Vintage Books & Anchor Books

From Classic to Contemporary—The Best Books in Paperback.
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I tell you this true story just to prove that I can. That my frailty has not yet reached a point at which I can no longer tell a true story.
Joan Didion, Blue Nights
“Adieu,” he said, “this is goodbye. I’ll never forget you, never.”She stood silent. He looked at her and saw her eyes full of tears. He turned away.At this moment she wasn’t ashamed of loving him, because her physical desire had gone and all she felt towards him now was pity and a profound, almost maternal tenderness. She forced herself to smile. “Like the Chinese mother who sent her son off to war telling him to be careful ‘because war has its dangers,’ I’m asking you, if you have any feelings for me, to be as careful as possible with your life.”Because it is precious to you?” he asked nervously.Yes. Because it is precious to me.” ― Irene Nemirovsky, Suite Francaise

“Adieu,” he said, “this is goodbye. I’ll never forget you, never.”
She stood silent. He looked at her and saw her eyes full of tears. He turned away.
At this moment she wasn’t ashamed of loving him, because her physical desire had gone and all she felt towards him now was pity and a profound, almost maternal tenderness. She forced herself to smile. “Like the Chinese mother who sent her son off to war telling him to be careful ‘because war has its dangers,’ I’m asking you, if you have any feelings for me, to be as careful as possible with your life.”
Because it is precious to you?” he asked nervously.
Yes. Because it is precious to me.”
― Irene Nemirovsky, Suite Francaise

I try to catch every sentence, every word you and I say, and quickly lock all these sentences and words away in my literary storehouse because they might come in handy.
from The Seagull (1896) by Anton Chekhov
"Looking back, I would have to say that that’s when the eighties began, as far as I was concerned—the first week in June, 1982, when modest housing in our rust-belt state got decked out with Italian tile."—from GOOD FAITH

"Looking back, I would have to say that that’s when the eighties began, as far as I was concerned—the first week in June, 1982, when modest housing in our rust-belt state got decked out with Italian tile."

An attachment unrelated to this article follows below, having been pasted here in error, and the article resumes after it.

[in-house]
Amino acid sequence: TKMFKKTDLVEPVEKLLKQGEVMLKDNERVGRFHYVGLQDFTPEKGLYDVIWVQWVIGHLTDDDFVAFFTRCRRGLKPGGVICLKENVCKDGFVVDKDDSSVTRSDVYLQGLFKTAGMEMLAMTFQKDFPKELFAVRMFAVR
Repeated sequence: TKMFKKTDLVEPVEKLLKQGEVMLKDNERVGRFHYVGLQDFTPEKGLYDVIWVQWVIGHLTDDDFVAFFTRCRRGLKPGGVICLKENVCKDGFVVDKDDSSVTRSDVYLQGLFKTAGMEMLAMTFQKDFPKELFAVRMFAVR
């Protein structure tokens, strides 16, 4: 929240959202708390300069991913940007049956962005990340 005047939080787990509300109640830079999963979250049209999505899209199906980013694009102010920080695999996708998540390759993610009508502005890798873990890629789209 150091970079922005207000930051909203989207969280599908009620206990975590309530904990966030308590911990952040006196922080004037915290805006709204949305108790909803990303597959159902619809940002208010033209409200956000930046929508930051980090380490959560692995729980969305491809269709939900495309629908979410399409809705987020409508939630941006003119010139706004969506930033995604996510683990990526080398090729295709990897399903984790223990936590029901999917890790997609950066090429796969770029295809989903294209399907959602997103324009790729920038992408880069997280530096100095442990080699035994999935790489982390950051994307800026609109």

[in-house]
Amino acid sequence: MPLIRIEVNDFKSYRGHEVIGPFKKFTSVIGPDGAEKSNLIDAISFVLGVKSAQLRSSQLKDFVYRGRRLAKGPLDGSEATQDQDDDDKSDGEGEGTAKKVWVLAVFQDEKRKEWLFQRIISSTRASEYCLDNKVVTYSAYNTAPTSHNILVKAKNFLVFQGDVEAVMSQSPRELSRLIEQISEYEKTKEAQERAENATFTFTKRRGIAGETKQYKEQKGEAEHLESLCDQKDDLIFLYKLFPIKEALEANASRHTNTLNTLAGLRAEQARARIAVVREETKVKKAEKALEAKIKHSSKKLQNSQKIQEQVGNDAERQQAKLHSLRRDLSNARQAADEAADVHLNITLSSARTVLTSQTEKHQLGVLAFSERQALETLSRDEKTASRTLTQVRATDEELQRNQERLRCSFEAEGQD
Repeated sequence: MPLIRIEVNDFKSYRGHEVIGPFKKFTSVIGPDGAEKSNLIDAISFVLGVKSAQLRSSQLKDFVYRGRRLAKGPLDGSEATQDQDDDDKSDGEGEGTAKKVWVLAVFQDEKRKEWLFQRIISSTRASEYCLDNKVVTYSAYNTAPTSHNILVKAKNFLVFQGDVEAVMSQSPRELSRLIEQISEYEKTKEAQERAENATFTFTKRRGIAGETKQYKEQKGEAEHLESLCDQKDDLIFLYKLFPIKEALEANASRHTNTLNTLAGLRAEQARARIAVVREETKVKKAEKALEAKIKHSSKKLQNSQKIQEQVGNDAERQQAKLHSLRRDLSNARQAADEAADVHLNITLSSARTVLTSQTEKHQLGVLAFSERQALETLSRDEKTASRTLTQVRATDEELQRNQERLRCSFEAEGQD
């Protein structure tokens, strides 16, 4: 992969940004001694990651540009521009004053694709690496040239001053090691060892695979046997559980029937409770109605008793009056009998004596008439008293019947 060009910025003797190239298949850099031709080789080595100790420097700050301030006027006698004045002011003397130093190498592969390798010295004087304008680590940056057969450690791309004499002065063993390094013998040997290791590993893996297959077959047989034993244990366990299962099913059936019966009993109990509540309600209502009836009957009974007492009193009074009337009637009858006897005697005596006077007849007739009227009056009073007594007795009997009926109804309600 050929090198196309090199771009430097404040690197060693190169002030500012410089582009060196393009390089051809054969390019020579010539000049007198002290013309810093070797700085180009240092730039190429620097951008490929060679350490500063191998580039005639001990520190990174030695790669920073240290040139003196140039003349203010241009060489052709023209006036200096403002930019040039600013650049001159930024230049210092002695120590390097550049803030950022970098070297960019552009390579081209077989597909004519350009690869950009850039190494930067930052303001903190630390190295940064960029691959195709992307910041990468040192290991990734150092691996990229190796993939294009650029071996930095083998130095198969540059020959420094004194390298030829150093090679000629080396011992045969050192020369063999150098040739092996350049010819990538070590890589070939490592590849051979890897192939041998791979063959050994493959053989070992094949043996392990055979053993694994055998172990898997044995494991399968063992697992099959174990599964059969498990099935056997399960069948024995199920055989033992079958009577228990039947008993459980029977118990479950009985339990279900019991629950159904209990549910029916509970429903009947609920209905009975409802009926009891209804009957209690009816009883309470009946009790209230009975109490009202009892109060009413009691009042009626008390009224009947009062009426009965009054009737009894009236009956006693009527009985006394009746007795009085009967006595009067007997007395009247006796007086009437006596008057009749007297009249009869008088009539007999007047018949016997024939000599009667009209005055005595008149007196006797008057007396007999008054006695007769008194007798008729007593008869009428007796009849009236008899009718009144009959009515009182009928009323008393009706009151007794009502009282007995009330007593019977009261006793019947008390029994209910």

—from GOOD FAITH


We teach girls to shrink themselves, to make themselves smaller. We say to girls, ‘You can have ambition, but not too much. You should aim to be successful, but not too successful. Otherwise you will threaten the man.’ Because I am female, I am expected to aspire to marriage. I am expected to make my life choices always keeping in mind that marriage is the most important. Now marriage can be a source of joy and love and mutual support. But why do we teach girls to aspire to marriage and we don’t teach boys the same? We raise girls to see each other as competitors – not for jobs or for accomplishments, which I think can be a good thing, but for the attention of men. We teach girls that they cannot be sexual beings in the way that boys are.

We teach girls to shrink themselves, to make themselves smaller. We say to girls, ‘You can have ambition, but not too much. You should aim to be successful, but not too successful. Otherwise you will threaten the man.’ Because I am female, I am expected to aspire to marriage. I am expected to make my life choices always keeping in mind that marriage is the most important. Now marriage can be a source of joy and love and mutual support. But why do we teach girls to aspire to marriage and we don’t teach boys the same? We raise girls to see each other as competitors – not for jobs or for accomplishments, which I think can be a good thing, but for the attention of men. We teach girls that they cannot be sexual beings in the way that boys are.

(via wednesdaydreams)

Argentinian writer Julio Cortazar was born 100 years ago today!

"We went around without looking for each other, but knowing we went around to find each other."
—from “Hopscotch” (1963)

Cortázar was a novelist, short story writer, and essayist. Known as one of the founders of the Latin American Boom, Cortázar influenced an entire generation of writers in the Americas and Europe. He has been called both a “modern master of the short story” and, by Carlos Fuentes, “the Simón Bolívar of the novel.” To celebrate the 100th anniversary of Cortazar’s birth his books are available for the first time in the U.S. as eBooks, and as an Everyman’s Library hardcover omnibus. More here: http://ow.ly/AIbzk

Do not wait for the Last Judgment. It takes place every day.
from The Fall (1956) by Albert Camus

“It was titillating to brush up against the enigma of mortality, to steal a glimpse across its forbidden frontier. Climbing was a magnificient activity, I firmly believed, not in spite of the inherent perils, but precisely because of them.”
― Jon Krakauer, Into Thin Air: A Personal Account of the Mt. Everest Disaster